How confident are you in the stock market and where is it heading next? This is a question that I pose to myself every day as I turn on my computer. The first thing that I try to do is to sort out events from the previous day and from them try to derive some meaning that can possibly offer an investment or trading edge. Sometimes it works out perfectly, and other times -- well, it's a complete disaster.
But there's always an important lesson learned throughout the entire experience - one that often proves invaluable and transcends any market. On Thursday, the key point to ponder was just how resilient the stock market continues to be. I have to be honest and say that I did not think that the momentum will continue for as long as it had.
Wall Street just seems to keep pushing stocks higher and higher, as it appears that investors are placing large bets that company profits will continue to rise aided by an improving economy and jobless rate. I have to say, I think this is a pretty safe bet to make at this point, since the number of people receiving benefits under regular state programs fell 52,000 to 3.39 million in the week ended February 1, a bigger drop than economists had expected. This suggests to me that corporate hiring has returned and it's hard not to be optimistic. But I continue to grapple with the question, how high can the stock market truly go in the near term?
I wonder because it appears that the Dow is having a hard time holing 13,000. In order for it to hold, it's going to need more earnings from some of the giants on the market to inspire more confidence that value still remain. A few of these names have reported this week with "mixed" reactions.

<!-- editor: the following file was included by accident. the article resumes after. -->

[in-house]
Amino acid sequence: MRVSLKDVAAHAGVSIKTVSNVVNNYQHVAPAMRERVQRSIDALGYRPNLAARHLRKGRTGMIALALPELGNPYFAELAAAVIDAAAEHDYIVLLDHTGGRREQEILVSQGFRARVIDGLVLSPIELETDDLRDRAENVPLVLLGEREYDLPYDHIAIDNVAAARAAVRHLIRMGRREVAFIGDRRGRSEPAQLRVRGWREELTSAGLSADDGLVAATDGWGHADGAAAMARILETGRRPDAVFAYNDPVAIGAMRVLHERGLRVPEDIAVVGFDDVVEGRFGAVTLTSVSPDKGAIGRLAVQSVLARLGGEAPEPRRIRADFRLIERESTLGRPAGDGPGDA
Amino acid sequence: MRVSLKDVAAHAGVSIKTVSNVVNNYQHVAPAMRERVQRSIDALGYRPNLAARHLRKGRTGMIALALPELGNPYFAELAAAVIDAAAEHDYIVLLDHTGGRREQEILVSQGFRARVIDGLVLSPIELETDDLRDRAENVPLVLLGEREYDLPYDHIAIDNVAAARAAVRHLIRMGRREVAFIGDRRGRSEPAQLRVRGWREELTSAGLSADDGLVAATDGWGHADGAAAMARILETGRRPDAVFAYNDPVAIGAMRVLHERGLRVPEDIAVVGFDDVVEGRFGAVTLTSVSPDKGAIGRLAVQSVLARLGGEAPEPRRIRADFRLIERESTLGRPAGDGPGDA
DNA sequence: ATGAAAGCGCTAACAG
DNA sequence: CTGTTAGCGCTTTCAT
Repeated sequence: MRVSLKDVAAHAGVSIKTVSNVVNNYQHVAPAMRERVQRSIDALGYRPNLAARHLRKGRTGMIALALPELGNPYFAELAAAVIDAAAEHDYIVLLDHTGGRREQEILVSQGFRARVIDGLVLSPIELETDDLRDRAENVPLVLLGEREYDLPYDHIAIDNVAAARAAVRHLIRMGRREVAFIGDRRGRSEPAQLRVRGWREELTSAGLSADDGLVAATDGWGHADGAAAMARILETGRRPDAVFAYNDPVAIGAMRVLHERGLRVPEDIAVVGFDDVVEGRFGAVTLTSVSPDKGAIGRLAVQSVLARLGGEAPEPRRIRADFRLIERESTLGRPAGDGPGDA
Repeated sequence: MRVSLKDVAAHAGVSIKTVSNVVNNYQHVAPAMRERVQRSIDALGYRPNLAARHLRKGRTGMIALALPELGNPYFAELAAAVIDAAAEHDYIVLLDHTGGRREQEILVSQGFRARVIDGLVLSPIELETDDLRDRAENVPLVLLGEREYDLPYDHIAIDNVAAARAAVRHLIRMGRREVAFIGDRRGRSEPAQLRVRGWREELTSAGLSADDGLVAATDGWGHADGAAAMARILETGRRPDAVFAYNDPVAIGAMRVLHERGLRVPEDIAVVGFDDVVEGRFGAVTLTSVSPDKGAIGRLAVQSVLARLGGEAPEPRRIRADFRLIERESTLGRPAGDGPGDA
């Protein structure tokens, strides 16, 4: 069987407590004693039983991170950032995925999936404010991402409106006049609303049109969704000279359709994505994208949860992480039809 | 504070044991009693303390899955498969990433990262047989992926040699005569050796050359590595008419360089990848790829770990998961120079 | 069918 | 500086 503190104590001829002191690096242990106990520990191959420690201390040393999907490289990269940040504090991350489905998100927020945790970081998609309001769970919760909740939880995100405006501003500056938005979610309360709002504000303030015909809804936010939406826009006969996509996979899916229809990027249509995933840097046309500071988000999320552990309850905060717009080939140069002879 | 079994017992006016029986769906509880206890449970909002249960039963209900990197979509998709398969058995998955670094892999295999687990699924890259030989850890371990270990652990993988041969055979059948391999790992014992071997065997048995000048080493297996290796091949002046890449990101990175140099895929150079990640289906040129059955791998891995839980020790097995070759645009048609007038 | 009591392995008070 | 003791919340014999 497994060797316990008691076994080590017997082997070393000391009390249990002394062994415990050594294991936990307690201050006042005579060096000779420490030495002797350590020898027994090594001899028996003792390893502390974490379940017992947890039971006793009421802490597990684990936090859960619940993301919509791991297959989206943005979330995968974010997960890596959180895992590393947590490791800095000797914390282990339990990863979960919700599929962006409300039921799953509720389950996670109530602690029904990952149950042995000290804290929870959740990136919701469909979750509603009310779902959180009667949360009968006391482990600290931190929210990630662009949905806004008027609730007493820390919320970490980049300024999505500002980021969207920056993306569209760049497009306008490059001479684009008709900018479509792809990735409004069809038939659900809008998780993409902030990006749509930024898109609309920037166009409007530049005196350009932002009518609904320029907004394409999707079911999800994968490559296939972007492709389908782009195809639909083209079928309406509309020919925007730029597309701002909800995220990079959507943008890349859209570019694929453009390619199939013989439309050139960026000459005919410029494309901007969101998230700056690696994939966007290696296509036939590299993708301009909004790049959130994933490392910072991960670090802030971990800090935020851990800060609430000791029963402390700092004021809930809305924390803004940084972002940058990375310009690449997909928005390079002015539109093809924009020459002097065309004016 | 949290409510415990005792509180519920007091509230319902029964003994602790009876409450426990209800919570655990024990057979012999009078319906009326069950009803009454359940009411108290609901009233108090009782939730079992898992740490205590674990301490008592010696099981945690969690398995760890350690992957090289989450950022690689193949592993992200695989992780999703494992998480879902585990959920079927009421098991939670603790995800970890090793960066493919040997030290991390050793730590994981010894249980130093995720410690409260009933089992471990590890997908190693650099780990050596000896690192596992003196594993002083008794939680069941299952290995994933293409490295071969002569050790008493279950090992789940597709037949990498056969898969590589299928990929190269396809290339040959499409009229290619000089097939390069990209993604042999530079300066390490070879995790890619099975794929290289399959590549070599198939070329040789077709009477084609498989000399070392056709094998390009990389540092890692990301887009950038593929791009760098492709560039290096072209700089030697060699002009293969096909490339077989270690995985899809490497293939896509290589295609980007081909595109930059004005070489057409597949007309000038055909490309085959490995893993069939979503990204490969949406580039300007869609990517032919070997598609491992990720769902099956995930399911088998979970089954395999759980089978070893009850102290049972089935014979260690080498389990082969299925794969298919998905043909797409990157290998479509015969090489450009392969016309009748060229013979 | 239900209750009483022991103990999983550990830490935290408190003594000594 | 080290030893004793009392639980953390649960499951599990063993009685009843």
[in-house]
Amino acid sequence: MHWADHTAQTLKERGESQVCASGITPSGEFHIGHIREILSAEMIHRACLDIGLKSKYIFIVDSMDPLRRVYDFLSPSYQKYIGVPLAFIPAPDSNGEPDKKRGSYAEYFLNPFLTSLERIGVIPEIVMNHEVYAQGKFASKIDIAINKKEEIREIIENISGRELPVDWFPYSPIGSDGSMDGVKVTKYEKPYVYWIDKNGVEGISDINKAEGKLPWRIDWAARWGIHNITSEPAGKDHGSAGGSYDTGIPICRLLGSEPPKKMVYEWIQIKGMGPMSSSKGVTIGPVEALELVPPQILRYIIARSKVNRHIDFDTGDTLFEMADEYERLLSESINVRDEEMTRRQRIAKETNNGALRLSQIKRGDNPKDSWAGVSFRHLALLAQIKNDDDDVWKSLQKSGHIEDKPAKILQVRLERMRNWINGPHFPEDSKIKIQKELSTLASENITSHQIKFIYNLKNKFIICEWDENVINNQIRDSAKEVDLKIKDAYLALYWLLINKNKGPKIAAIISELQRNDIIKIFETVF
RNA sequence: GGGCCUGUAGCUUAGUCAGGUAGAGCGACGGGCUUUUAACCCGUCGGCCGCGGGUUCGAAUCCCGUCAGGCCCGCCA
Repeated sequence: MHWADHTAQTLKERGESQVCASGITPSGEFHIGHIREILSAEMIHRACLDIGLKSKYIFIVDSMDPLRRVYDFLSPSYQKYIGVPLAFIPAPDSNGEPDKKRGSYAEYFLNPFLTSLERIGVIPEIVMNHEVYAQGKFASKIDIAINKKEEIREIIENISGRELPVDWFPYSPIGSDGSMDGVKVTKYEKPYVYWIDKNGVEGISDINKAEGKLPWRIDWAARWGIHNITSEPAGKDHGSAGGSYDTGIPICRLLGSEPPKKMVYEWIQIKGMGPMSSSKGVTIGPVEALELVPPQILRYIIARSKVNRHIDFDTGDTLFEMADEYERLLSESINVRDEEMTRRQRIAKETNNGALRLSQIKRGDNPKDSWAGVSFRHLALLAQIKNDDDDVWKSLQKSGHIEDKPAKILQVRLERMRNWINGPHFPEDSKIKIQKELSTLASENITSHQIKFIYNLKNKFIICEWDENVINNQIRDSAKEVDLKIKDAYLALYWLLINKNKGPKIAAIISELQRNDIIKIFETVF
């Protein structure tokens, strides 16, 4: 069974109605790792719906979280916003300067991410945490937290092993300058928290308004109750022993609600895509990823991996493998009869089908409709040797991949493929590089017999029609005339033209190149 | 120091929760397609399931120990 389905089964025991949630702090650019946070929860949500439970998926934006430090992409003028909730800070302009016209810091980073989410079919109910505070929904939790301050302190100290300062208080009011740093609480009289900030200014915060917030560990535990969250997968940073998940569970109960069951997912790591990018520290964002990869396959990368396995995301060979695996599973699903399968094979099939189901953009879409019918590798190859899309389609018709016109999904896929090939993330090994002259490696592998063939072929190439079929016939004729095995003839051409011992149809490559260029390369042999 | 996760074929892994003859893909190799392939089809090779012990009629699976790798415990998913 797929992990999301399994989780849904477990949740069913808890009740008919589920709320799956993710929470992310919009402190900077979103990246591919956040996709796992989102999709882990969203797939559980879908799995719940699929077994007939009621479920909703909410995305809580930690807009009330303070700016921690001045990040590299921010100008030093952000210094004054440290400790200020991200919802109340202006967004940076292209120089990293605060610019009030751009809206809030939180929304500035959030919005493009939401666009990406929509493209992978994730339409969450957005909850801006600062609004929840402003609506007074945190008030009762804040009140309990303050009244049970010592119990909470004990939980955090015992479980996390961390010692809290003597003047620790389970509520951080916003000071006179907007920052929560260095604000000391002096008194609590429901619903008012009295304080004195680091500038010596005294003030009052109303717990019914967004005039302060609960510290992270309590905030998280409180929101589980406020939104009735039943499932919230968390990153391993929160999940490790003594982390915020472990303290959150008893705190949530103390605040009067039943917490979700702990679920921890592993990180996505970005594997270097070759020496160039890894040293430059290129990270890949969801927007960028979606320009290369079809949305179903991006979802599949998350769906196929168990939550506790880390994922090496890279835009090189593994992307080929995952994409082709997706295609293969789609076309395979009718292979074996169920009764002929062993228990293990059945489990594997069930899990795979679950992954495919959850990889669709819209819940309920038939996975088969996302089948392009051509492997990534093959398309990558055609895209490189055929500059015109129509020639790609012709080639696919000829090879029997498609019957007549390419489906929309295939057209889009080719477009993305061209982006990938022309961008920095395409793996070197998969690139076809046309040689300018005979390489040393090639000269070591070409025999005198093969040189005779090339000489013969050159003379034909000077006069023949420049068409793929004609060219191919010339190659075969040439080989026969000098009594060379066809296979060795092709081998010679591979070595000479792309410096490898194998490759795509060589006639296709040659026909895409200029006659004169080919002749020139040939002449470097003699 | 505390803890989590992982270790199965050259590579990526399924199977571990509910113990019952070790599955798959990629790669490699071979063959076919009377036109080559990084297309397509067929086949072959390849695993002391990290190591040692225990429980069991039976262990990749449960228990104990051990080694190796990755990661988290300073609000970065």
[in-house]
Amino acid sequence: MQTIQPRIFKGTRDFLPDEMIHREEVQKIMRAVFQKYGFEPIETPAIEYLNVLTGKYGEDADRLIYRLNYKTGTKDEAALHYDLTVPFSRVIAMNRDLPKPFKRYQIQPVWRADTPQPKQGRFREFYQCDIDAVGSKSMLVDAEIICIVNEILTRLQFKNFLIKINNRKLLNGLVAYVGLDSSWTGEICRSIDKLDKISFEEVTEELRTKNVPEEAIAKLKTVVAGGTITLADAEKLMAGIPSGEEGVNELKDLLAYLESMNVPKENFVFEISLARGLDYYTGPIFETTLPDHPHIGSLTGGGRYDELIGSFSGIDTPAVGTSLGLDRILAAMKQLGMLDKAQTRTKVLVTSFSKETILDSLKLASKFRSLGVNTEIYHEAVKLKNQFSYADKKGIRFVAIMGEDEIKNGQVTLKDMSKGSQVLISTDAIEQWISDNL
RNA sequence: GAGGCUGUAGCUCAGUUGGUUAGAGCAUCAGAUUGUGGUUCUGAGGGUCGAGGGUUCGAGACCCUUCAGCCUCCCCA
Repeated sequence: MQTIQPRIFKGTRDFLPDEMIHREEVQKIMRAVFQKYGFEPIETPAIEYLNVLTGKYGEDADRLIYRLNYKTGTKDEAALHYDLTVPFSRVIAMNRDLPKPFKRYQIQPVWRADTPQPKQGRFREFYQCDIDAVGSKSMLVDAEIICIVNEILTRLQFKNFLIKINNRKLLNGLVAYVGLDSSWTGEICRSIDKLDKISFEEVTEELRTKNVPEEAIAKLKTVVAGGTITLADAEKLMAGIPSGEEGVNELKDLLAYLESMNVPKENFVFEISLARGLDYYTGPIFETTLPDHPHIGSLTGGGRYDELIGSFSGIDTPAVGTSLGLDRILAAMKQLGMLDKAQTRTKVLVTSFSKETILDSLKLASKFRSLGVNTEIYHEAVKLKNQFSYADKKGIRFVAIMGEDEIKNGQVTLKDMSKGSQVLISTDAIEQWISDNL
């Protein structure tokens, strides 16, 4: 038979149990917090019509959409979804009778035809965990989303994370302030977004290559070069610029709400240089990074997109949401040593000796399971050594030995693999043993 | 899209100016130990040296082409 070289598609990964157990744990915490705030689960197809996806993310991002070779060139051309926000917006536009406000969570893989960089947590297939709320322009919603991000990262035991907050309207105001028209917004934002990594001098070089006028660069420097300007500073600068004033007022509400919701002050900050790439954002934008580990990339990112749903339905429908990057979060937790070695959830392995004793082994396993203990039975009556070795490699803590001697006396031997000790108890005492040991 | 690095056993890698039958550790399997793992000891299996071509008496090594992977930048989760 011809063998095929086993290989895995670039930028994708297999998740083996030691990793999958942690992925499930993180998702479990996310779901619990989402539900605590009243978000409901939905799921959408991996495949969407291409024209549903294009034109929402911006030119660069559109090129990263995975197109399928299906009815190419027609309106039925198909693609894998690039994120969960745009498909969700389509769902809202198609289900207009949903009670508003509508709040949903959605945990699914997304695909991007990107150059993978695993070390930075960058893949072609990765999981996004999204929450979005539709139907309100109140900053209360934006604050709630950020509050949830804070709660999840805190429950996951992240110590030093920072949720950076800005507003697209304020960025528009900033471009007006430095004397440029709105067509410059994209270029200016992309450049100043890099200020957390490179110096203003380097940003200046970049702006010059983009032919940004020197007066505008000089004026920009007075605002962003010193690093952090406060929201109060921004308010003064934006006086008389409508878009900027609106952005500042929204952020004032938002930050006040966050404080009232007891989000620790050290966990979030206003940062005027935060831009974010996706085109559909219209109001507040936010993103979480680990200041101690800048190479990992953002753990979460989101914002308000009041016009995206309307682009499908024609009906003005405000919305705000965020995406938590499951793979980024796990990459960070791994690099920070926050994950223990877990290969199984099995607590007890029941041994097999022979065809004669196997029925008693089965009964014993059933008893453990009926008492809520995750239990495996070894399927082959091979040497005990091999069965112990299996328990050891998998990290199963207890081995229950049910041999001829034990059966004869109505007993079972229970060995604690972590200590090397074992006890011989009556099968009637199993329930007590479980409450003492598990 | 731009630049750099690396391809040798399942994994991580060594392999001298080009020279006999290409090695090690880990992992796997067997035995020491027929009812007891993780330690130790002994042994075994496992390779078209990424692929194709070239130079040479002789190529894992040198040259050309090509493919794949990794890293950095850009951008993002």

The company reported Q4 earnings that drew little to no applause from Wall Street as it fell short of estimates. It seems that although the company did show considerably better numbers from its corporate business unit, that solid performance was offset by weakness in the division that caters to public businesses. Net income for the quarter fell 18%, to $764 million, or 43 cents a share, compared with $927 million, or 48 cents a share, in the year-ago period. Excluding one-time items, it earned 51 cents a share, 1 cent short of the 52 cents analysts were expecting. Revenue rose 2%, to $16 billion, in line with the average analyst estimate of $15.96 billion.
Dell's large-enterprise business held up well, increasing sales 5% in the quarter, to $4.9 billion, as corporations continued to upgrade aging hardware. Dell's gross margin rose to 21.1%, from 20% a year earlier. The company's CFO, Brian T. Gladden, said profit margins for the quarter were hurt by a combination of weakness in public spending in the United States, discounting of the leftover inventory of its previous generation phones and the lingering impact of the Thailand flood on its product mix - the same issue that impacted Microsoft (MSFT) one month ago that prompted me to warn investors that Dell would also suffer as a result as well as its chief rival Hewlett Packard as a result of the flood.
As far as the stock is concerned, the company is trading at 9 times 2011 earnings. In addition, it is sitting on over $8 per share in cash. Since it generates pretty much as much capital as it needs, it is fair to say that its stock might just trade for less than 9 times earnings. This makes the stock a buy but with "considerable" amounts of patience.
On Wednesday, the company reported net income of $1.47 billion, or 73 cents per share, in the three months that ended January 31. This didn't compare too well with its net income of $2.6 billion or $1.17 per share in the year ago period. Adjusted for one-time items, the company earned 92 cents per share, above the 87 cents expected by analysts surveyed by FactSet. Revenue was $30 billion, down from $32.3 billion and slightly below expectations of $30.7 billion.